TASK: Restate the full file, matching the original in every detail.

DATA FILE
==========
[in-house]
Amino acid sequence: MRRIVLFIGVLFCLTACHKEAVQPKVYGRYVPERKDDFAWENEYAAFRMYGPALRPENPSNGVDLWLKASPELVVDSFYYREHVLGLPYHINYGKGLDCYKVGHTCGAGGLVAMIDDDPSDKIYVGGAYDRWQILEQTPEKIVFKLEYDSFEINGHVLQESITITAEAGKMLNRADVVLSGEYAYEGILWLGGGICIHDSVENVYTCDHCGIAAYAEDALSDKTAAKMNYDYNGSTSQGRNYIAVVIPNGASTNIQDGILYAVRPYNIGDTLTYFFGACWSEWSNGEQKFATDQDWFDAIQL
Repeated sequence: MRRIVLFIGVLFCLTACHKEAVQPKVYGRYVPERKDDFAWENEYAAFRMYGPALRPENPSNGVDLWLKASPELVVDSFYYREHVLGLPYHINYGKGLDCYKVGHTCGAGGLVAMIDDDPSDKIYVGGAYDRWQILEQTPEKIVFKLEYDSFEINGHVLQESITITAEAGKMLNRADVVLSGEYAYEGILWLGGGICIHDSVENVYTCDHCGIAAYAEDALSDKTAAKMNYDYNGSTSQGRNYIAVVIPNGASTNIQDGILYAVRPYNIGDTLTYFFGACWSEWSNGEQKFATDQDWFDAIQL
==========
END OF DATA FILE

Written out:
[in-house]
Amino acid sequence: MRRIVLFIGVLFCLTACHKEAVQPKVYGRYVPERKDDFAWENEYAAFRMYGPALRPENPSNGVDLWLKASPELVVDSFYYREHVLGLPYHINYGKGLDCYKVGHTCGAGGLVAMIDDDPSDKIYVGGAYDRWQILEQTPEKIVFKLEYDSFEINGHVLQESITITAEAGKMLNRADVVLSGEYAYEGILWLGGGICIHDSVENVYTCDHCGIAAYAEDALSDKTAAKMNYDYNGSTSQGRNYIAVVIPNGASTNIQDGILYAVRPYNIGDTLTYFFGACWSEWSNGEQKFATDQDWFDAIQL
Repeated sequence: MRRIVLFIGVLFCLTACHKEAVQPKVYGRYVPERKDDFAWENEYAAFRMYGPALRPENPSNGVDLWLKASPELVVDSFYYREHVLGLPYHINYGKGLDCYKVGHTCGAGGLVAMIDDDPSDKIYVGGAYDRWQILEQTPEKIVFKLEYDSFEINGHVLQESITITAEAGKMLNRADVVLSGEYAYEGILWLGGGICIHDSVENVYTCDHCGIAAYAEDALSDKTAAKMNYDYNGSTSQGRNYIAVVIPNGASTNIQDGILYAVRPYNIGDTLTYFFGACWSEWSNGEQKFATDQDWFDAIQL